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WASH Comment on WHO 2nd discussion paper on the monitoring framework and targets for the prevention and control of NCDs

19 April 2012

World Action on Salt and Health is deeply disappointed, after several years of discussion and consultation where a salt target of 5g per day has been agreed as an appropriate target to have the maximum impact on reducing the global burden of NCDs, to see this now being eroded in parts of the document to a 30% salt reduction target. This is a major step backwards; it is clear that the power of the global food industry are influencing decisions, and compromising our health.

The WHO set a salt target of less than 5 gram a day in 1983, which was further endorsed in 2003 [1] and 2006 [2]. This 5g salt target has long been referenced as the interim target to achieve a population wide reduction in salt intake to reduce the global burden of Non Communicable Disease (NCDs). It is therefore with deep disappointment at this stage in the consultation process that WHO has now suggested to dilute the 5g target to a salt reduction target of 30%. Although the 5g target remains within the text of the document, the 30% reduction target is extremely misleading as this percentage reduction will not achieve a 5g target in all countries around the world.

At the same time, for most developing countries, it is not known what current salt intakes are, and so a 30% reduction is meaningless, and serves to hinder rather than support action in this area. The 5g target was agreed based upon evidence which showed the maximum benefit to all countries around the world.

Many countries around the world have already adopted the WHO 5g target. Canada, Australia and the United States all have salt reduction targets of 4 [3], 5 or 6 gram a day [3], and more recently South Africa ahead of the UN Summit in September 2011. Similar targets have also been set across the EU (e.g. UK 6 gram a day [4]).

Stipulating a 30% salt reduction target as a stand-alone target will dilute current efforts to reduce population level salt intake on a global scale, it will also impede efforts to stimulate the global food industry to reduce salt in all food, sold in all markets around the world.
If the 30% salt reduction target is to remain in this document, it should be clearly defined as a first step towards bringing about a reduction of salt intake in all populations to less than 5g per day for adults, and less for children. This must be explicitly stated throughout the documents, wherever the 30% reduction is referenced.

Furthermore, a salt reduction target of less than 5g must be set for children. This has not been clarified in this document, whereas the UK and several other countries have set targets for children. This is a very important point, as blood pressure starts to rise early in childhood, due to the excess salt intake.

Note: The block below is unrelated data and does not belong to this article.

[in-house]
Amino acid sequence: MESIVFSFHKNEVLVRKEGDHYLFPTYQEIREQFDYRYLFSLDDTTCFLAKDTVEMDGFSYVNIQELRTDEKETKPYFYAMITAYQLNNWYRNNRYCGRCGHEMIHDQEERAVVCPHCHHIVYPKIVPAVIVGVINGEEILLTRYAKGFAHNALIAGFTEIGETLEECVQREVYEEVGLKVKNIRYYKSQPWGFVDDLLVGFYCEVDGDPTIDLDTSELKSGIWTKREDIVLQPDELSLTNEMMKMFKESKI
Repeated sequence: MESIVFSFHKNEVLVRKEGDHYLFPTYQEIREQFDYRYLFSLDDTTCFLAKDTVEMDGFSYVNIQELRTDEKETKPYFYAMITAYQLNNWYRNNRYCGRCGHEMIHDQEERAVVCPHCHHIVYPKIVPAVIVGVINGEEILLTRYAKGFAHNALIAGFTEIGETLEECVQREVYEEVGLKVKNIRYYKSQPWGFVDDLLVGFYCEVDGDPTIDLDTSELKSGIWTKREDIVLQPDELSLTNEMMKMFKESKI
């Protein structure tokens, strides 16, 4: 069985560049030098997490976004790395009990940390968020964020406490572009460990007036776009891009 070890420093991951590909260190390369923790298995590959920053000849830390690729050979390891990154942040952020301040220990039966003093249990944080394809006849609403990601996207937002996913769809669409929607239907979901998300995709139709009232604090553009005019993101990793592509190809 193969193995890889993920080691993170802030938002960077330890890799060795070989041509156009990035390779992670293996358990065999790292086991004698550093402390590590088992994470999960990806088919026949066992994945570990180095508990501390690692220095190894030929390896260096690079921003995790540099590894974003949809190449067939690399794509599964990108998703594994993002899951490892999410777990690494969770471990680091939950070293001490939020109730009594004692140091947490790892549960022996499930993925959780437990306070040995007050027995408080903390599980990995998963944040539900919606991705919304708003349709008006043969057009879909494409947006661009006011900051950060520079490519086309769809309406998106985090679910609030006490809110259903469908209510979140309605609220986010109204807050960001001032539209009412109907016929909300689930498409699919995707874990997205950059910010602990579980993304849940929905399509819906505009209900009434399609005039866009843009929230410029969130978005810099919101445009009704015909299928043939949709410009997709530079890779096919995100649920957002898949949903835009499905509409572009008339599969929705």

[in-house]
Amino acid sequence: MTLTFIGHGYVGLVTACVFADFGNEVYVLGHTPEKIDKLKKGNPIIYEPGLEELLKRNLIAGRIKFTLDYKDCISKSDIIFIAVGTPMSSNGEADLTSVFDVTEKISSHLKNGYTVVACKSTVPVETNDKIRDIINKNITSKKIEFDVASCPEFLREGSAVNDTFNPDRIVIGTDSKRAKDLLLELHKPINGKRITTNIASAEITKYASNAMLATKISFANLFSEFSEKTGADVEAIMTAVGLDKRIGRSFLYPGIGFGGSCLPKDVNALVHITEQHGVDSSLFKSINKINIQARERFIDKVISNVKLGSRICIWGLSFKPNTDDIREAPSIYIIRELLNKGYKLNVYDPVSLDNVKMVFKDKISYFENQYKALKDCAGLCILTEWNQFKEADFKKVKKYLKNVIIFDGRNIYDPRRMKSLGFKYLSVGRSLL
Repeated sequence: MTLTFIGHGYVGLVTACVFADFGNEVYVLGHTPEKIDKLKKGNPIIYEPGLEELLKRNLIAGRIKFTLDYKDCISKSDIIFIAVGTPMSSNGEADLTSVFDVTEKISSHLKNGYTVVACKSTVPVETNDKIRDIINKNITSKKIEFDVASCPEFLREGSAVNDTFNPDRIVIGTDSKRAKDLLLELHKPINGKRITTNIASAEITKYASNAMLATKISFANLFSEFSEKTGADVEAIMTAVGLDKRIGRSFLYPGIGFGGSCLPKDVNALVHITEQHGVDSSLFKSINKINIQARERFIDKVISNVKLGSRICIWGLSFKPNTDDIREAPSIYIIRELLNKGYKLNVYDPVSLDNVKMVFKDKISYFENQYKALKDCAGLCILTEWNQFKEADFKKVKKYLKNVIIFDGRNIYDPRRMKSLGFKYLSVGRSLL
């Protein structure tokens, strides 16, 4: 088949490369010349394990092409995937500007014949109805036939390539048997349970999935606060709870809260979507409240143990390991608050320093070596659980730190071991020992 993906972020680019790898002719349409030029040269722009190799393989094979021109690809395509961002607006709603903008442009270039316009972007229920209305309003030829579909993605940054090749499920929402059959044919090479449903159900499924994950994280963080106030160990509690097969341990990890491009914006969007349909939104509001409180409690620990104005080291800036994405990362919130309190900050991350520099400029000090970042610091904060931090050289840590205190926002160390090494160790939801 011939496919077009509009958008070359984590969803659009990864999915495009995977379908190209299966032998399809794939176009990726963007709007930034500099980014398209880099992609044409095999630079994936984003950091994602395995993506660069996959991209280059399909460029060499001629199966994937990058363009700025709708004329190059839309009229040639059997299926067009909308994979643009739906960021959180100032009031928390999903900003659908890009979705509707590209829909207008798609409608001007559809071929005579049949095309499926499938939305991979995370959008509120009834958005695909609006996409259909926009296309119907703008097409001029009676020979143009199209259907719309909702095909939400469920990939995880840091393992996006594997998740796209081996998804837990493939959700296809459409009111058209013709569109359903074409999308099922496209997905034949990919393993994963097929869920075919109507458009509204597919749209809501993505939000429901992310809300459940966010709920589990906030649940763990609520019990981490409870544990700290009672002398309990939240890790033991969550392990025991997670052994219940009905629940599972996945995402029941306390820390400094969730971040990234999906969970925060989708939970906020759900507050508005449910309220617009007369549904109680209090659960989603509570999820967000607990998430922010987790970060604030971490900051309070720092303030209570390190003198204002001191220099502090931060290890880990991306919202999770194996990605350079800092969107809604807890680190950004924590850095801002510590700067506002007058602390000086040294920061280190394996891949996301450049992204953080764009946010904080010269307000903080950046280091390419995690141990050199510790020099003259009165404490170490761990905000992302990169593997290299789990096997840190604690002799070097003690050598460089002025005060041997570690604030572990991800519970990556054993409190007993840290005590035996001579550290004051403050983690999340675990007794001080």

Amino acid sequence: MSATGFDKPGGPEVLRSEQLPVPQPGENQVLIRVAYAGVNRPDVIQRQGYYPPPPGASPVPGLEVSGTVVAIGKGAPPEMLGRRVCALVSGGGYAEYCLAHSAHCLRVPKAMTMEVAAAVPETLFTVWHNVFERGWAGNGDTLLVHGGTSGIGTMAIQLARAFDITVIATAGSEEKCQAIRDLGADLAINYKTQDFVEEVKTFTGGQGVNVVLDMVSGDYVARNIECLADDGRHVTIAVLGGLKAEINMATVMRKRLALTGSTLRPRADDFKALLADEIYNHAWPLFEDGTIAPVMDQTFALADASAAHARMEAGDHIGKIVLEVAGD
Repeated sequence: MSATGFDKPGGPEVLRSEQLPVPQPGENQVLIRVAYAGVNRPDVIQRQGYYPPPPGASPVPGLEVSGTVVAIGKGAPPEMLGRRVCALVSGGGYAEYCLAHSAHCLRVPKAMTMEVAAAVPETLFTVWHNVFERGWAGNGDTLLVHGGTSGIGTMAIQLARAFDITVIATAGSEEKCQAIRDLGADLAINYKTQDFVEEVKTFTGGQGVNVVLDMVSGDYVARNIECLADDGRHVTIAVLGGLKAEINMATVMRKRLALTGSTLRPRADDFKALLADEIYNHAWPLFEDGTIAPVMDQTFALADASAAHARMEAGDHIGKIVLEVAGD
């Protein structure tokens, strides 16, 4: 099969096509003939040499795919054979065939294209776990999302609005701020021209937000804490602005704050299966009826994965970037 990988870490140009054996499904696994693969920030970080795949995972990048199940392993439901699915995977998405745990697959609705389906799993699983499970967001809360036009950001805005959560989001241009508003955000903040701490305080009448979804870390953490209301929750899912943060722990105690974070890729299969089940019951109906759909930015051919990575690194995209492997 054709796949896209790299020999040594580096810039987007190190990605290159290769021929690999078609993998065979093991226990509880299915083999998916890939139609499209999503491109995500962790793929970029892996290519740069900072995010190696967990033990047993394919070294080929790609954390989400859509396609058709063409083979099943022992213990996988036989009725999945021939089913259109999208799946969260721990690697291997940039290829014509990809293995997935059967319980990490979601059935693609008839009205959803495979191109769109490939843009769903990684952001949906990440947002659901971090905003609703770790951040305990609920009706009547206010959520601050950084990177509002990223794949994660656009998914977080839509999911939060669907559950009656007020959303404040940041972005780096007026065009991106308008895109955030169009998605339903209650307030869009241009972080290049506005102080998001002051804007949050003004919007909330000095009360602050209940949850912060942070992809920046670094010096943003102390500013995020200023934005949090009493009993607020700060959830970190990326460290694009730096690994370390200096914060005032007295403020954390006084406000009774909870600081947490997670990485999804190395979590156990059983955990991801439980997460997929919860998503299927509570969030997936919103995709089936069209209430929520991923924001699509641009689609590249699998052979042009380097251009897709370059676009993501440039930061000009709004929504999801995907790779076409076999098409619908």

It is vital that targets are clear and consistent, and that a worldwide target is set for all countries. It is clearly inequitable that different countries should have vastly different targets, when the 5g target has already been established to have the maximum benefit.
The 5g target is achievable with the combination of reducing the excessive and unnecessary amounts of salt put into food by the food industry and by individuals taking their own measures to cut their salt intake. In fact this 5g target is probably, of all the targets for NCDs, the easiest to achieve by 2025, and certainly will be achieved in all developed countries.

The constitution of the WHO clearly states ‘Health for all’. This should be strongly considered when setting targets worldwide ensuring that all countries are able to obtain maximum benefits from efforts to reduce the global burden of NCDs. Percentage reduction targets do not offer this opportunity.

Worldwide current intakes, where known, are wide spread; they range between 5 and 15g (Webster et al, 2011); it is estimated that a reduction of 6g/day in salt intake would prevent approximately 2.5 million strokes and coronary heart disease deaths a year (He & Macgregor 2009).
Salt puts up our blood pressure, which is the leading cause worldwide of death and disability through the strokes, heart disease it causes. Salt reduction is the simplest and most cost effective measure to reduce NCDs and it is more cost effective than tobacco control for both developed and developing countries [Ref 2 & 3 NICE and Asaria].

1. Joint WHO/FAO expert consultation on diet, nutrition and the prevention of chronic diseases, 2003, Geneva.
2. World Health Organization. Reducing salt intake in populations. Report of a WHO Forum and Technical meeting 5–7 October 2006, Paris, France. EN.pdf.
3. Institute of Medicine Strategies to Reduce Sodium Intake in the United States.
4. Scientific Advisory Committee on Nutrition, Salt and Health. 2003. The Stationery Office.
5. National Institute for Health and Clinical Excellence (NICE). Guidance on the prevention of cardiovascular disease at the population level.
6. Asaria P, Chisholm D, Mathers C, Ezzati M, Beaglehole R. Chronic disease prevention: health effects and financial costs of strategies to reduce salt intake and control tobacco use. Lancet 2007;370:2044-53.
7. He FJ, MacGregor GA (2009) A comprehensive review on salt and health and current experience of worldwide salt reduction programmes. J Hum Hypertens; 23 : 363–84.
8. Webster JL, Dunford EK, Hawkes C, Neal BC (2011) Salt Reduction Initiatives around the world. Journal of Hypertension. Vol 29: 1043-1050



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